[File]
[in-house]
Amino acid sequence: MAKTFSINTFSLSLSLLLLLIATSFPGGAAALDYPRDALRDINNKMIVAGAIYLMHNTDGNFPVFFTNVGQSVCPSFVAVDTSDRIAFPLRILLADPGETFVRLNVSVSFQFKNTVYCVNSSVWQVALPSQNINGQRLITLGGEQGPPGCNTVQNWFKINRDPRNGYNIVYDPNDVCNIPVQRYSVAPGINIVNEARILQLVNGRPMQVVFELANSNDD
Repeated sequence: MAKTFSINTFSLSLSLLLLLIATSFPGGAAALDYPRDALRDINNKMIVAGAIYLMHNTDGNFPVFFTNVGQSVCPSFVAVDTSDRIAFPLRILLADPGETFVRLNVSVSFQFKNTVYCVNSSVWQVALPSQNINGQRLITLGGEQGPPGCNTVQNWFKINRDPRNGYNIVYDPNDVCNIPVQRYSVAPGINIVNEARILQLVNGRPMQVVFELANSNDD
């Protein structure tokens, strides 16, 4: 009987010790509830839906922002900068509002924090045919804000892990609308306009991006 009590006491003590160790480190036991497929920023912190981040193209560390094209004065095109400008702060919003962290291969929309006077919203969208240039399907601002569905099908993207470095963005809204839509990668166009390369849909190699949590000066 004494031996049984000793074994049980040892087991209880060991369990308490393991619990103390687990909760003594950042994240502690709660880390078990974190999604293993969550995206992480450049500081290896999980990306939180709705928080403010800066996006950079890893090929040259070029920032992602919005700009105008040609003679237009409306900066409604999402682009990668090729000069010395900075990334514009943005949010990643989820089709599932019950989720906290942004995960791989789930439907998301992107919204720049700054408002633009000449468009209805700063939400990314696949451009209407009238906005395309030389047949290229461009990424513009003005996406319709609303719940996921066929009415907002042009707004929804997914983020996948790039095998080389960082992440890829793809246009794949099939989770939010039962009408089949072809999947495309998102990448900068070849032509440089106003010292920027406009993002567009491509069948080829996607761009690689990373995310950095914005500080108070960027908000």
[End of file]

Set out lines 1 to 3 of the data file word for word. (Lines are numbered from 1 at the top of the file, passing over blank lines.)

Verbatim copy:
[in-house]
Amino acid sequence: MAKTFSINTFSLSLSLLLLLIATSFPGGAAALDYPRDALRDINNKMIVAGAIYLMHNTDGNFPVFFTNVGQSVCPSFVAVDTSDRIAFPLRILLADPGETFVRLNVSVSFQFKNTVYCVNSSVWQVALPSQNINGQRLITLGGEQGPPGCNTVQNWFKINRDPRNGYNIVYDPNDVCNIPVQRYSVAPGINIVNEARILQLVNGRPMQVVFELANSNDD
Repeated sequence: MAKTFSINTFSLSLSLLLLLIATSFPGGAAALDYPRDALRDINNKMIVAGAIYLMHNTDGNFPVFFTNVGQSVCPSFVAVDTSDRIAFPLRILLADPGETFVRLNVSVSFQFKNTVYCVNSSVWQVALPSQNINGQRLITLGGEQGPPGCNTVQNWFKINRDPRNGYNIVYDPNDVCNIPVQRYSVAPGINIVNEARILQLVNGRPMQVVFELANSNDD